Qantas Socceroos coach Holger Osieck must have cast his eye over Australia’s fourth-round World Cup qualification draw with a knowing sense of relief.
After all, the Socceroos had managed to avoid a slick-passing South Korea and historical rivals Iran, as well as a potentially tricky trip to Tashkent to take on Uzbekistan.
Instead, Australia has been drawn with regional powerhouses Japan, 2007 Asian Cup champions Iraq, third-round qualification rivals Oman and a relatively unknown Jordan. All four opponents present difficulties, but there’s no doubt the Socceroos should approach the group with an eye to finishing top.
Japan are stand-out group rivals not least because of our recent history with the Samurai Blue, whom we famously beat at the 2006 World Cup in Germany.
In 2010 World Cup qualifying a scoreless draw in Yokohama was followed by a Tim Cahill brace and another famous 2-1 win at the MCG, before Japan exacted a painful revenge by winning the 2011 Asian Cup trophy at Australia’s expense.
Playing our first home game out of Brisbane (Suncorp) Stadium is a tactical masterstroke. It’s the most intimate venue in Australia for a ground of its size and with Socceroos fans sitting right on top of the action, they’re bound to whip up a vibrant atmosphere against one of Asia’s most passionately supported outfits.
Japan coach Alberto Zaccheroni has more to worry about than what Ultras Nippon are getting up to in the stands.
Critics are beginning to question his over-reliance on European-based talent after Japan finished some six points behind Uzbekistan in third-round qualifying.
They may have plenty of highly-rated stars to call upon – think Keisuke Honda, Shinji Kagawa, Makoto Hasebe et al. – but Japan rarely travel well and won’t relish running out in front of a hostile crowd in Brisbane.
The group’s dark horses could well be Iraq, who recovered from a shock first-up home defeat to Jordan in the third round to win their next five games straight.
Mercurial striker Younis Mahmoud bagged six goals during that run – including a hat-trick against hapless Singapore – and together with his Al-Wakrah club team-mate Nashat Akram, the Lions of Mesopotamia possess enough individual talent to give the Socceroos and Samurai Blue plenty to think about.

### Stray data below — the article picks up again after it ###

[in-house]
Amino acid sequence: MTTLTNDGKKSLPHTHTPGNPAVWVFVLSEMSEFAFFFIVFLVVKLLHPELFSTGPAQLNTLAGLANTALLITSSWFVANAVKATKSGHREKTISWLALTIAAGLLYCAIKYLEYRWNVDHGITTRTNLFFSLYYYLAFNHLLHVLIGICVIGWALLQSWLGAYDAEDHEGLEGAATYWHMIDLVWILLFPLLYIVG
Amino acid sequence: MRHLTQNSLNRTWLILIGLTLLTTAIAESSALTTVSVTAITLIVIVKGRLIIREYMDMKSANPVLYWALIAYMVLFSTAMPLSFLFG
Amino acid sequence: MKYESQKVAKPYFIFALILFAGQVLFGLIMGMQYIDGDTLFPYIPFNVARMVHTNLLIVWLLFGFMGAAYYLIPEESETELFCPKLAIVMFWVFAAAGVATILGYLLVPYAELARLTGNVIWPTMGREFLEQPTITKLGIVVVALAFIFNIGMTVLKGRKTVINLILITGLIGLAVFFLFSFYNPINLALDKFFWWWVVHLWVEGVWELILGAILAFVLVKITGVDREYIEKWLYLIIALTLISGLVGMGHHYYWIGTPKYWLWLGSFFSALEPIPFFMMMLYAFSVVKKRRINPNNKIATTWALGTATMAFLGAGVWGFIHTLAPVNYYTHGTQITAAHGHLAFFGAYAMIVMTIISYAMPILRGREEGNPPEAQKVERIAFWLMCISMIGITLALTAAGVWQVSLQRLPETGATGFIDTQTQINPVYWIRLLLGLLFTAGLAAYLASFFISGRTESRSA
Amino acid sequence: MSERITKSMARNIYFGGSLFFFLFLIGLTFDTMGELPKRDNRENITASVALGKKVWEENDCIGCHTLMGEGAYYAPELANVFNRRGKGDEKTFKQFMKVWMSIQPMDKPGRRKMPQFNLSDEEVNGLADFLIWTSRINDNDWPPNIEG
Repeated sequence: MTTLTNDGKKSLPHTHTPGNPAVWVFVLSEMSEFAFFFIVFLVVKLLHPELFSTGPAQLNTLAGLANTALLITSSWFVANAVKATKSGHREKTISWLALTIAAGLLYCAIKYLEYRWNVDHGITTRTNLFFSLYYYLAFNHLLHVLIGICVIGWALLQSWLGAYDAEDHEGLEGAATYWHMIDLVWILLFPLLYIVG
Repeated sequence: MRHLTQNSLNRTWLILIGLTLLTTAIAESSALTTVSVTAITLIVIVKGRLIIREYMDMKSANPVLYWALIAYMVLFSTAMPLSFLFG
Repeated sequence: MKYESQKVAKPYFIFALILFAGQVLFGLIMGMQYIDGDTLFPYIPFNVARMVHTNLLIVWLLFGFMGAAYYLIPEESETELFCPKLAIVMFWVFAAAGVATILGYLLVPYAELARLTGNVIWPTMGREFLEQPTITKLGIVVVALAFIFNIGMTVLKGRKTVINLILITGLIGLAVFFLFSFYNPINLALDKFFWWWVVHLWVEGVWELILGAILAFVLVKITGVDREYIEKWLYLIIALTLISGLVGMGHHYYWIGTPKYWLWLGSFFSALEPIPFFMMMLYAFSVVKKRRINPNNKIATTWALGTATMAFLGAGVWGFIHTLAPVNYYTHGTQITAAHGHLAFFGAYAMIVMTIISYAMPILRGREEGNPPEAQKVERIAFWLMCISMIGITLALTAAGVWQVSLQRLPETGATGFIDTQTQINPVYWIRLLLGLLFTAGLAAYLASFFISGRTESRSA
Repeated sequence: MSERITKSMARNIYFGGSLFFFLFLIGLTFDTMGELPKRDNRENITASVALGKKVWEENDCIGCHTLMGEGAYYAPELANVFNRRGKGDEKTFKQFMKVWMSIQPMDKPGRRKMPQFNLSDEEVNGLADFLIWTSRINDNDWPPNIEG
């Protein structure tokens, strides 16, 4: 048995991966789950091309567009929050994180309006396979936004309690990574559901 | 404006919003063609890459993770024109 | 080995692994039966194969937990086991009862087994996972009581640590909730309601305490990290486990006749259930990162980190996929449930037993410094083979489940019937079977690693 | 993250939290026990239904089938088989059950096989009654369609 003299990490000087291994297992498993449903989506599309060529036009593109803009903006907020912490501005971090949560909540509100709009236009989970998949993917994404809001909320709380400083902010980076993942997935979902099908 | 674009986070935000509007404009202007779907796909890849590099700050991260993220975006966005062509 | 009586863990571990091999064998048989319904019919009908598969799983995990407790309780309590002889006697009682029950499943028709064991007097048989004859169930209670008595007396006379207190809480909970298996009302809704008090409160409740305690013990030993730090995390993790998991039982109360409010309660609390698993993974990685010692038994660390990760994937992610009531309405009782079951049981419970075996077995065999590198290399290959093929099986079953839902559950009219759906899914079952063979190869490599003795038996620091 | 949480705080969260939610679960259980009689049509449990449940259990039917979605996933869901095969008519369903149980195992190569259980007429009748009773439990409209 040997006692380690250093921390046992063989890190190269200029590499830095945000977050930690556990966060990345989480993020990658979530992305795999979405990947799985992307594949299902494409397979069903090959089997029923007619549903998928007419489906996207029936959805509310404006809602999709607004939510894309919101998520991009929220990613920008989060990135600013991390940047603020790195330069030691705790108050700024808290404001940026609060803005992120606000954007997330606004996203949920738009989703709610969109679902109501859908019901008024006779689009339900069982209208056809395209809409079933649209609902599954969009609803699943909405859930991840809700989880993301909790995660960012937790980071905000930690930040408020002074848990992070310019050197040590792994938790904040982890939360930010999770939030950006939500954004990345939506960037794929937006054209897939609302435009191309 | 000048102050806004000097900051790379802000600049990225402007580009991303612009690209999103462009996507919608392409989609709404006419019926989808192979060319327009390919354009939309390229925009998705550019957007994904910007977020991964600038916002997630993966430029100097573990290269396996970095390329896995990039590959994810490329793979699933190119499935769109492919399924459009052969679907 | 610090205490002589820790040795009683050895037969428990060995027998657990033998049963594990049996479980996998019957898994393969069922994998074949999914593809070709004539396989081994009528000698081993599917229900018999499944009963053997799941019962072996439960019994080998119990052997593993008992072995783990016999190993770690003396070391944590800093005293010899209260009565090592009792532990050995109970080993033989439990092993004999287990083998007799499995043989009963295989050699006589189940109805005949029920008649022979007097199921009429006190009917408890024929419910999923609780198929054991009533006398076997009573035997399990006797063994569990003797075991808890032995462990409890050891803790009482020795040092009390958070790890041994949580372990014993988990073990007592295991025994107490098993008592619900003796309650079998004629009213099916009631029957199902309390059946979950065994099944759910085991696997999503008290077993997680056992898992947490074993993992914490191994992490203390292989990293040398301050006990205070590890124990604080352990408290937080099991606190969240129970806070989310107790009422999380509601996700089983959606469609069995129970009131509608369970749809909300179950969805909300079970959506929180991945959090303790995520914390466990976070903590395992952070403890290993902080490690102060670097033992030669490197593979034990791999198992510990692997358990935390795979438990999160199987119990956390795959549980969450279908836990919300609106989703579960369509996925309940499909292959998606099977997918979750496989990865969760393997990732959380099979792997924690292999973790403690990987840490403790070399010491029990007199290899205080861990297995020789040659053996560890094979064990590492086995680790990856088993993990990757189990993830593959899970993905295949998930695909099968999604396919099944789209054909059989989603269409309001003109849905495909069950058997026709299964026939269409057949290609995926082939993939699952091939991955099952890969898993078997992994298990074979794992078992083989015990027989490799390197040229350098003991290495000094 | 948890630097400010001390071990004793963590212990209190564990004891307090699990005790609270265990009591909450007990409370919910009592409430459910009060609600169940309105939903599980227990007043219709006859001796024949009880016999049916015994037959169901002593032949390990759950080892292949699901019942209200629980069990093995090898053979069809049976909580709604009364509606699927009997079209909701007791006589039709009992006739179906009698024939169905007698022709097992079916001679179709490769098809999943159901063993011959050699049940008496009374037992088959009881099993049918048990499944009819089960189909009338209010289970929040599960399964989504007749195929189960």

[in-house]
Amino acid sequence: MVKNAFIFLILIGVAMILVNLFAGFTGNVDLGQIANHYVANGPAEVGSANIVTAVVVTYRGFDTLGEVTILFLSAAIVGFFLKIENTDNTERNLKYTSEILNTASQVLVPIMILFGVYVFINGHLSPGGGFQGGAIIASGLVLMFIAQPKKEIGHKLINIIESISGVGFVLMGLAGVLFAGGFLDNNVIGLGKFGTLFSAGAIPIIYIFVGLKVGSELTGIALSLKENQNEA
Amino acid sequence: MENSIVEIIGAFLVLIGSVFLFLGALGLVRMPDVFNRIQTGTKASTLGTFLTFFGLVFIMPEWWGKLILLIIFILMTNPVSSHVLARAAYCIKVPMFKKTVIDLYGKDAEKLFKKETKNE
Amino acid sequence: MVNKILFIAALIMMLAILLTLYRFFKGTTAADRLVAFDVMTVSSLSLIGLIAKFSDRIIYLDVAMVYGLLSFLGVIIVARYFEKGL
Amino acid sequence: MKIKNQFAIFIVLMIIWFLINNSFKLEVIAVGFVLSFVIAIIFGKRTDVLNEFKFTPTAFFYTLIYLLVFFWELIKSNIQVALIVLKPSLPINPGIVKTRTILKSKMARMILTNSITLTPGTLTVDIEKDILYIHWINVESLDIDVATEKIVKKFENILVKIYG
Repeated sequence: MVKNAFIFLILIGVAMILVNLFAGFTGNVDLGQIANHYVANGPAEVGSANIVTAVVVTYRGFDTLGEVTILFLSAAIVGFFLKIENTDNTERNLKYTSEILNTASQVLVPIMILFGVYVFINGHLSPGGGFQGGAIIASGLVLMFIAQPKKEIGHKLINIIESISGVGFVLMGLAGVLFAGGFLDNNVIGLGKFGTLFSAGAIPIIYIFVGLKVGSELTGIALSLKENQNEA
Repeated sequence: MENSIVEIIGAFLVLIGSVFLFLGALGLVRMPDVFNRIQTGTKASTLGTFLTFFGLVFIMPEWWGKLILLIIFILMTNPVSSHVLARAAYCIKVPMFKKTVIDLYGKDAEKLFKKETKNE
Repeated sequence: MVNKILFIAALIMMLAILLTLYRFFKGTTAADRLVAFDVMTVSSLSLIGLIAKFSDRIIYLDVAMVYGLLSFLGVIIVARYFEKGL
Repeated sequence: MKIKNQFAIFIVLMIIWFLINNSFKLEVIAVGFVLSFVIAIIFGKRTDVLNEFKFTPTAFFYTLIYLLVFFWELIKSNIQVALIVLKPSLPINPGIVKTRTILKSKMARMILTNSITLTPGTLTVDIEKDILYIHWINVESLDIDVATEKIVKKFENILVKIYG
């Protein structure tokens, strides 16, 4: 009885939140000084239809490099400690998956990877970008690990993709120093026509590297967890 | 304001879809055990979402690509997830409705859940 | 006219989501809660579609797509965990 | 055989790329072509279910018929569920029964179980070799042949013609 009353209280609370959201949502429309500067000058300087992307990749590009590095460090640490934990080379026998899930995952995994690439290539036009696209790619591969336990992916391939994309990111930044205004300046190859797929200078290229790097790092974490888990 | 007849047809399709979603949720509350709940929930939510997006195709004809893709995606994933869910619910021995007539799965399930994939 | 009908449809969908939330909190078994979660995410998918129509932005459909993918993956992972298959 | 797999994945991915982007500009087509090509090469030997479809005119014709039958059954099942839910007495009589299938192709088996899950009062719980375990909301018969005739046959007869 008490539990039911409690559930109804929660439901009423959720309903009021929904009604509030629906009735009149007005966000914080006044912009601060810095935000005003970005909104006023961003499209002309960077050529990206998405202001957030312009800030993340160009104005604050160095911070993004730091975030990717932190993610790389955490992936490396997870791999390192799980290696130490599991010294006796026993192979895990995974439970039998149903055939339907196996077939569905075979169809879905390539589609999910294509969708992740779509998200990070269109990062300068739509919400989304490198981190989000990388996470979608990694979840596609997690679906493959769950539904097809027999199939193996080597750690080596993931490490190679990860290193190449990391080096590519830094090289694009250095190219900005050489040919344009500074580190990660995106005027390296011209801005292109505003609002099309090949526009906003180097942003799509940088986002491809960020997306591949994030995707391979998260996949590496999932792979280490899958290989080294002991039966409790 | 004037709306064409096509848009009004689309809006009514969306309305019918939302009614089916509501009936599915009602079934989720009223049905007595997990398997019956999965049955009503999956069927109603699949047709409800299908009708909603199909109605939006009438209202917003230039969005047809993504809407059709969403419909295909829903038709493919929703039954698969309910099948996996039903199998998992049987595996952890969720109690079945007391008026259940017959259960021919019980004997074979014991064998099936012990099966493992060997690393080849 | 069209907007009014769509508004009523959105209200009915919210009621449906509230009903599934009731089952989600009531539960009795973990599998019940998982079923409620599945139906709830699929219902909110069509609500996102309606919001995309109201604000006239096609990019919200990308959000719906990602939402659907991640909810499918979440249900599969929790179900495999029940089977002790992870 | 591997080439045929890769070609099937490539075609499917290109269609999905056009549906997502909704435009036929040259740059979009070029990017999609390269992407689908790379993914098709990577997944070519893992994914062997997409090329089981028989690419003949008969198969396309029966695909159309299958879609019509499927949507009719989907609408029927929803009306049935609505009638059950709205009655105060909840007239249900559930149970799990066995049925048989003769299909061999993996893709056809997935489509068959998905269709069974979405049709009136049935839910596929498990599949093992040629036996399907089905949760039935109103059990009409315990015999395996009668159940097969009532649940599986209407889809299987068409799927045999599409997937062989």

Oman don’t quite have the same depth, but they do have one of the best Asian goalkeepers in recent history. Veteran Wigan Athletic shot-stopper Ali Al-Habsi is the key man for Paul Le Guen’s side and Oman showed they’re no pushovers by beating Australia 1-0 in Muscat in November 2011, with Saudi-based striker Imad Al-Hosni scoring the only goal of that game.
Tight-knit Jordan got off to a flyer in finishing second in their third round group behind Iraq, winning their first four fixtures before slumping to back-to-back losses at home to Iraq and away in China.
Striker Abdallah Deeb proved key and along with midfield maestro Hasan Abdel-Fattah, the pair could give the Socceroos defence some real headaches. The Jordanians can also rely on capacity crowds turning out the Amman International Stadium, suggesting they’ll be tough to beat when Australia visits in September.
Realistically though, there’s no reason Holger Osieck won’t sleep soundly in the bid to reach Brazil. He knows Japan well having twice coached Saitama-based outfit Urawa Reds, while familiar foes Oman hold no mysteries for the Socceroos.
Iraq loom as dark horses and while Jordan are an up-and-coming and somewhat unknown outfit, logic suggests Australia and Japan are the two teams most likely to duke it out for top spot.
That said, there’s still plenty that can go wrong on the road to Brazil. Injuries to key players, loss of form and the inevitable slip away from home are all potential pitfalls and Osieck will no doubt be on guard against complacency.
But with Japan replicating their 2010 qualification struggles and Iraq forced to play home games in Qatar, the chance exists for Australia to take Group B by the scruff of the neck and dictate terms in the fourth round of Asian qualifying.